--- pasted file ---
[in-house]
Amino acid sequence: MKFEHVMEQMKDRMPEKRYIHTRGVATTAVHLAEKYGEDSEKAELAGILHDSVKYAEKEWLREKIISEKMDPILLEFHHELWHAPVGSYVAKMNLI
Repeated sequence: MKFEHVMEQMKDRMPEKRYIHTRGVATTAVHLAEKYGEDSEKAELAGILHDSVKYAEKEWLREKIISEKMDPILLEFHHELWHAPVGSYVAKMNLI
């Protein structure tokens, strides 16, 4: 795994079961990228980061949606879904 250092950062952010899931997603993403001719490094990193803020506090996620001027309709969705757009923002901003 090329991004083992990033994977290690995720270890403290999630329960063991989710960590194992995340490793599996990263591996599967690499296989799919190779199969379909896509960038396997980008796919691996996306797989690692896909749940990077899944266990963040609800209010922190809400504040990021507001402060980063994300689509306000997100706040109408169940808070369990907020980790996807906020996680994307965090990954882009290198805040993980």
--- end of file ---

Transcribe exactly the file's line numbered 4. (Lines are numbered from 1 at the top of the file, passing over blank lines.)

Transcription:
């Protein structure tokens, strides 16, 4: 795994079961990228980061949606879904 250092950062952010899931997603993403001719490094990193803020506090996620001027309709969705757009923002901003 090329991004083992990033994977290690995720270890403290999630329960063991989710960590194992995340490793599996990263591996599967690499296989799919190779199969379909896509960038396997980008796919691996996306797989690692896909749940990077899944266990963040609800209010922190809400504040990021507001402060980063994300689509306000997100706040109408169940808070369990907020980790996807906020996680994307965090990954882009290198805040993980």